A - Papers appearing in refereed journals
Crucil, G., Castaldi, F., Aldana-Jague, E., van Wesemael, B., Macdonald, A. J. and Van Oost, K. 2019. Assessing the performance of UAS-compatible multispectral and hyperspectral sensors for soil organic carbon prediction . Sustainability. 11 (7), p. 1889.
|Authors||Crucil, G., Castaldi, F., Aldana-Jague, E., van Wesemael, B., Macdonald, A. J. and Van Oost, K.|
Soil laboratory spectroscopy has proved its reliability for the estimation of soil organic carbon (SOC) by exploiting the relationship between electromagnetic radiation and key spectral features of organic matter located in the VIS-NIR-SWIR (350-2500 nm) region. It currently allows estimating soil variables at sampled points, however geo-statistical techniques have to be used to infer continuous spatial information on soil properties. In this regard, the use of proximal or remote sensing data could be very useful to provide detailed spectral sampling on soil spatial variability at the field or even regional scale. However, the factors affecting the quality of spectral acquisition in outdoor conditions need to be taken into account. In this perspective, we designed a study to investigate the capabilities of two portable hyperspectral sensors (STS-VIS and STS-NIR), and two multispectral cameras with narrow bands in the VIS-NIR region (Parrot Sequoia and Mini-MCA6), against a more sensitive reference hyper-spectral sensor (ASD Fieldspec-Pro 3) to provide data for SOC modelling from ground-based measurements. The aim of the comparison was to assess the performance of Partial Least Squares Regression (PLSR) models, when moving from laboratory to outdoor conditions, namely changing illumination, air conditions and sensor distance. Moreover, to verify the transferability of the prediction models between different measurement setups, we tested a methodology to align spectra acquired under different conditions (laboratory and outdoor) or by different instruments, by means of a calibration factor based on an internal soil standard.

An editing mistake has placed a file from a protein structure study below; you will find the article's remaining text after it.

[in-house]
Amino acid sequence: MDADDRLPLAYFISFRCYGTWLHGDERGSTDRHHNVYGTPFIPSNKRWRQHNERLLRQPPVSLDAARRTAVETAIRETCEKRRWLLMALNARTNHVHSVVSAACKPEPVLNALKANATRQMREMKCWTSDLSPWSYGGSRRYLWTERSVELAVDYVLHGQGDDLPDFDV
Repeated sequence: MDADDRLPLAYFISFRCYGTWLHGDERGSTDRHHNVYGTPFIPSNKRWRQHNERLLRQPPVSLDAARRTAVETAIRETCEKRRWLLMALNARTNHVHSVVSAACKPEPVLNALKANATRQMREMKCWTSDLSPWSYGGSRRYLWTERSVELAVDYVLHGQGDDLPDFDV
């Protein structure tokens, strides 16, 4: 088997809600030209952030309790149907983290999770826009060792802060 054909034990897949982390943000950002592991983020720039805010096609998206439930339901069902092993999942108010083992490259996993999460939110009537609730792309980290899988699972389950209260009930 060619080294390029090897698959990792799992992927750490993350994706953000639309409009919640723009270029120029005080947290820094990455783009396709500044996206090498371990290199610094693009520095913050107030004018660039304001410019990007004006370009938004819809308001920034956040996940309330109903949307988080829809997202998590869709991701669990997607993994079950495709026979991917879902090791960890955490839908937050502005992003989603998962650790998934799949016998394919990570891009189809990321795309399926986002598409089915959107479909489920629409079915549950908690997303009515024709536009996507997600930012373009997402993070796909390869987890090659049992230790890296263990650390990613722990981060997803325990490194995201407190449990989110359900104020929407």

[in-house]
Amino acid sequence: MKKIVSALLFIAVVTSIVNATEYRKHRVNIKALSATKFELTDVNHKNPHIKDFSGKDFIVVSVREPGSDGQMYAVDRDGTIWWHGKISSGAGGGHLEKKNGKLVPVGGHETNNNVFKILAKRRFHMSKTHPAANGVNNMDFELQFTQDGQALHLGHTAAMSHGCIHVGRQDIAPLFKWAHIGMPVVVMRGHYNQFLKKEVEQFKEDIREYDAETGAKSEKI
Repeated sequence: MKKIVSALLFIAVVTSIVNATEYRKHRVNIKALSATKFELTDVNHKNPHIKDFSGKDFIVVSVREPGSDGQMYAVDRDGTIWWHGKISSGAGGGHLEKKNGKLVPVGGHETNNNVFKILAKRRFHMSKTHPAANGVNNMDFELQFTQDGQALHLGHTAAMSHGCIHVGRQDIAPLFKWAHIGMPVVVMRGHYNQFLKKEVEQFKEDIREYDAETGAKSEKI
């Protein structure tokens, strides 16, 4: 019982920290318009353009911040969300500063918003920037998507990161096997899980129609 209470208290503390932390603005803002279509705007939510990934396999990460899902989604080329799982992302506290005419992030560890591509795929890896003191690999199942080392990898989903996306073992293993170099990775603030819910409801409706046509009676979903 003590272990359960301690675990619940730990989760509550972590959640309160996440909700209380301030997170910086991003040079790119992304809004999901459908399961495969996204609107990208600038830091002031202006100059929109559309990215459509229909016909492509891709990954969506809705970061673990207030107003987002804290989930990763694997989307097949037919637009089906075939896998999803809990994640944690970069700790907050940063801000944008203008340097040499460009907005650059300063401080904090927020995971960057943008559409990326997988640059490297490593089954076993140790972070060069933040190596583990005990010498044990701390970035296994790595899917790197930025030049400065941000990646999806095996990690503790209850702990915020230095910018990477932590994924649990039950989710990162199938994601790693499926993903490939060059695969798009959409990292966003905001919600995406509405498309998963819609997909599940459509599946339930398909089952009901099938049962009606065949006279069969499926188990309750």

|Keywords||Soil organic carbon; Proximal sensing; Hyperspectral sensors; Multispectral sensors; Precision agriculture|
|Year of Publication||2019|
|Journal citation||11 (7), p. 1889|
|Digital Object Identifier (DOI)||doi:10.3390/su11071889|
|Open access||Published as bronze (free) open access|
|Funder||Biotechnology and Biological Sciences Research Council|
|Funder project or code||The Rothamsted Long Term Experiments [2017-2022]|
|Online||29 Mar 2019|
|Publication process dates|
|Accepted||25 Mar 2019|
|Copyright license||CC BY|
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